Brussels, 9 December 2008
The European Commission has today decided to give 16 developing countries duty-free access to the EU market for around 6400 tariff lines, under the European Union's special incentive arrangement for sustainable development and good governance. The preferences, called GSP+, are in addition to the standard Generalised System of Preferences (GSP) extended to developing countries. GSP+ is offered to vulnerable developing countries that have ratified and effectively implemented 27 core UN and ILO conventions on human and labour rights, and other international conventions related to the environment and governance principles. As a result of the Commission's decision today, the GSP+ beneficiaries from 1 January 2009 until the end of 2011 will be: Armenia, Azerbaijan, Bolivia, Colombia, Costa Rica, Ecuador, El Salvador, Georgia, Guatemala, Honduras, Mongolia, Nicaragua, Paraguay, Peru, Sri Lanka and Venezuela. The eligibility of two of the countries, El Salvador and Sri Lanka, is currently the subject of an investigation by the European Commission into the implementation of certain UN and ILO conventions.
EU Trade Commissioner Catherine Ashton said: "GSP+ is at the heart of our pro-development trade policy. The decision today ensures that sustainable development and good governance will continue to be rewarded."
GSP+ provides an important incentive to developing countries to ratify and effectively implement a broadly defined set of international standards in the fields of human rights, core labour standards, sustainable development and good governance. Experience shows that the incentive effect of the GSP+ is strong, as countries have made every effort to fulfil the requirements. GSP+ preferences are of real economic value to the beneficiary countries: in 2007 there was EUR 4.7 billion worth of trade under this scheme, with a nominal duty loss (compared to standard GSP rates) for the EU of over €357 million. The duty-free access means a considerable tariff reduction over the rates applied under the regular GSP scheme. Tariff cuts include tobacco (cut by up to 52%), various fruit juices (up to 30%), fruits (up to 20%), vegetables (up to 14%), fish (up to 20%) and honey (up to 17%).
Before making the decision on GSP+, the European Commission examined all applications submitted before the deadline of 31 October 2008. Applications were checked against the eligibility criteria set in the GSP Regulation, drawing as appropriate on the findings of the relevant international organisations for the conventions involved. As a result of the examination the list of GSP+ beneficiary countries for the period 2009 - 2011 has been established. Three countries will receive GSP+ benefits for the first time: Armenia, Azerbaijan and Paraguay. One previous beneficiary country, Panama, did not submit an application before the deadline. The new GSP Regulation provides an additional opportunity for applications in mid-2010, half-way through the life of the GSP Regulation 2009-2011.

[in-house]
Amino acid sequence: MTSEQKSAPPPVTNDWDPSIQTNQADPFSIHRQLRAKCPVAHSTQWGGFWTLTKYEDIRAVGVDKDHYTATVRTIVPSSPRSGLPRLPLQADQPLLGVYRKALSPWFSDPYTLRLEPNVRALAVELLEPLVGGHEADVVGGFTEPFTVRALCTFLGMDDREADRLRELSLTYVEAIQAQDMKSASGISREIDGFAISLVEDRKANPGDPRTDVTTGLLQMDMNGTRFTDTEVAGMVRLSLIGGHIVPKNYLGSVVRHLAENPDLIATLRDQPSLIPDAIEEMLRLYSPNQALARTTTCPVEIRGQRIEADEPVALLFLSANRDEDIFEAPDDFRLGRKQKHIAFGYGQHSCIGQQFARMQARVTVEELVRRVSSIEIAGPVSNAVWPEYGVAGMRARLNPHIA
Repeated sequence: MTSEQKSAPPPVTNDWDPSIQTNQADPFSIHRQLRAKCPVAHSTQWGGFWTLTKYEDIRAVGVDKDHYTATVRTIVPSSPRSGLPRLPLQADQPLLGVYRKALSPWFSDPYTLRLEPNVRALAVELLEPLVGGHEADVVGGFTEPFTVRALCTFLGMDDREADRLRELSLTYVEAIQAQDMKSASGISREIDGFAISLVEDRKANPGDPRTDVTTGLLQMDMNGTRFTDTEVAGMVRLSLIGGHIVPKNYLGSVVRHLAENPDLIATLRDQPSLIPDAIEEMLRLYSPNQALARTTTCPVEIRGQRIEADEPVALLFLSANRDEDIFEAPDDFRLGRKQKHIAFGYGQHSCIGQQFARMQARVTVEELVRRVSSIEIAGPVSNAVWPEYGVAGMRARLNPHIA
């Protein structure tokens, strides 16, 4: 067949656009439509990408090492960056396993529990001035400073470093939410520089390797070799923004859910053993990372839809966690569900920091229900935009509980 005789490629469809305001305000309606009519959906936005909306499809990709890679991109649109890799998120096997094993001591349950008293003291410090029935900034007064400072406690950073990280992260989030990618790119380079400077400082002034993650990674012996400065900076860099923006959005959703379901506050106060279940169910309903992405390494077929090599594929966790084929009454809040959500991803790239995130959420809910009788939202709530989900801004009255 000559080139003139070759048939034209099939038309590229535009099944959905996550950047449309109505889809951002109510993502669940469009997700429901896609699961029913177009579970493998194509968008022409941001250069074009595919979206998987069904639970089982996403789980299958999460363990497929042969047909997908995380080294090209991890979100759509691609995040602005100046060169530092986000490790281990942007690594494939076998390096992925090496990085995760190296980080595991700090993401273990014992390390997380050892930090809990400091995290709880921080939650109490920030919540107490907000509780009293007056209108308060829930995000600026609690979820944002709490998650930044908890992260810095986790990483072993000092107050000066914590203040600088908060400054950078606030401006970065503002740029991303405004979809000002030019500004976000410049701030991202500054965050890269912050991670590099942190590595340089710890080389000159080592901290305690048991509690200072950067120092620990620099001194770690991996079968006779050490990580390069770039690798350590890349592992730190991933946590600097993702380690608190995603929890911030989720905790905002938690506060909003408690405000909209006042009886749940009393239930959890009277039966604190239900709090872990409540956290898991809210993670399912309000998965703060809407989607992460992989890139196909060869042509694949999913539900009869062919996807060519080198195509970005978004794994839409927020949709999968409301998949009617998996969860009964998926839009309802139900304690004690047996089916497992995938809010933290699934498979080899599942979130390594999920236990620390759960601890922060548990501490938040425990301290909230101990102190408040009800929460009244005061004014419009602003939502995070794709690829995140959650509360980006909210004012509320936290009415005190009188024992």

Although El Salvador and Sri Lanka were included in the decision today, questions remain over the degree of effective implementation of certain UN and ILO conventions in these countries. The European Commission launched investigations in May (El Salvador) and October (Sri Lanka) in order to ascertain whether or not the two countries fulfil the conditions to continue to receive GSP+ preferences. While the investigations are ongoing the countries continue to receive preferential access, but depending on the findings they could be withdrawn from the scheme.
The EU's Generalised System of Preferences (GSP) is a trade arrangement through which the EU provides preferential access to the EU market to 176 developing countries and territories, in the form of reduced tariffs for their goods when entering the EU market. There is no expectation or requirement that this access be reciprocated. It is implemented by a Council Regulation applicable for a period of three years at a time. GSP covers three separate preference regimes:
The standard GSP, which provides preferences to 176 Developing Countries and Territories on around 6400 tariff lines;
The special incentive arrangement for sustainable development and good governance, known as GSP+, which offers additional tariff reductions to support vulnerable developing countries in their ratification and implementation of international conventions;
The Everything But Arms (EBA) arrangement, which provides Duty-Free, Quota-Free access for all products for the 50 Least-Developed Countries (LDCs) on 7200 tariff lines.
For more on the GSP+ decision see the Memo/08/777.
For more on GSP see our website at